Poor Infrastructure hits Government-run educational institutions in Odisha


Though the Odisha government is making tall claims of spending a huge chunk of money for imparting quality education to students, the reality seems to be completely disappointing. Allegations of shortage of teachers and lack of infrastructure in government-run educational institutions are pouring in from across the State.

One of the glaring examples is Hilltop Degree College of Mohana in Gajapati district.  The college is allegedly grappling with many problems including lack of infrastructure for years. And, if you go inside the girls’ hostel of the college, you will be invited by wild bushes and plants. The entrance gate and hostel premises have been surrounded by bushes and wild vegetation.

Integrated Tribal Development Agency (ITDA) had been roped in for the construction of the hostel. It started hostel construction work in 2016-17, but the agency is yet to complete its construction work. ITDA has failed to meet the deadline to hand over the hostel building to the college authorities.

Meanwhile, cracks have appeared in the hostel walls. Girl students, who live far away from the college, are facing inconvenience in the absence of a hostel to accommodate them.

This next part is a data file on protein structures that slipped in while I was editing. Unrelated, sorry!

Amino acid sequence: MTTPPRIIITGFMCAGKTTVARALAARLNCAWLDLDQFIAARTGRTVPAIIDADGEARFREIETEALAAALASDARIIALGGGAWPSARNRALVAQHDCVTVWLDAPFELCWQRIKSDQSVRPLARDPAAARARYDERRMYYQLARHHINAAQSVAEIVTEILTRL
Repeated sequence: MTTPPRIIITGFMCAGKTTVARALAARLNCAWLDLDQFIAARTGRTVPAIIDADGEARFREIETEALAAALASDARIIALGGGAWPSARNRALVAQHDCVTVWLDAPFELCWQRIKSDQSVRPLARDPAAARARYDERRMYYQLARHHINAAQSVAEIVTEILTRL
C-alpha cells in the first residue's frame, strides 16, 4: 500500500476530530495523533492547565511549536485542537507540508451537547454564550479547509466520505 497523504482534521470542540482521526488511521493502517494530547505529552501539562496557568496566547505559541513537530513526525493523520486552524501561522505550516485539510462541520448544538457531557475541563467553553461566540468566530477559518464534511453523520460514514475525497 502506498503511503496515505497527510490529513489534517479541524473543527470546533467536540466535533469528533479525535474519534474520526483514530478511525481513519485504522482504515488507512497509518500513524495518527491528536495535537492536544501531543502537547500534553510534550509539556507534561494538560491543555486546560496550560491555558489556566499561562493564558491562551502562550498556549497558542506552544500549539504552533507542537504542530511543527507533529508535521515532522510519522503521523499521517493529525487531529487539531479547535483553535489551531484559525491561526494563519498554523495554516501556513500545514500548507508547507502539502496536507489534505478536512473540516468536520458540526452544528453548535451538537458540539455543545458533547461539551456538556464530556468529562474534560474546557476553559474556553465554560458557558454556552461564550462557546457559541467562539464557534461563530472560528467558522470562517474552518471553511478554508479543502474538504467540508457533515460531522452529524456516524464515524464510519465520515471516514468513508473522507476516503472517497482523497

Plus 3 student Sabitri Raita said, “My house is 22 kilometres away from the college for which I am facing a problem. Had the hostel problem been solved, I would not have faced such inconvenience.”

College Principal Subhakant Mohanty said, “More than five years have elapsed to the commencement of hostel construction work, but the proposed agency is yet to handover the hostel to us. Hostel construction is yet to be finished.”

Speaking on the allegations, Rakesh Sahu, assistant engineer of ITDA, said, “During the outbreak of Covid-19, the hostel was used as covid centre. We will hand over the property soon after completing its construction work.”

Another case in point is Khaladi Primary School under Udala block in Mayurbhanj district. The school has only one classroom to impart education to 70 students of five classes starting from Class 1. The school is being run by two teachers. Reportedly, two classrooms are in poor shape for which teachers are not taking classes in those rooms.

Lakhman Singh, parent of a student, said, “Shortage of classrooms and teachers are the main problems the school is going through. But the administration is yet to look into it.”

Expressing his helplessness, Girish Chandra Patra, headmaster of the school, said, “As many as 75 students from Class 1 to Class 5 are taught in a single classroom in the absence of adequate classrooms.”

Block Education Officer Ramakant Mahanta said, “I would look into the issue and brought it to the knowledge of departmental officers. We would soon sort out the issue.”

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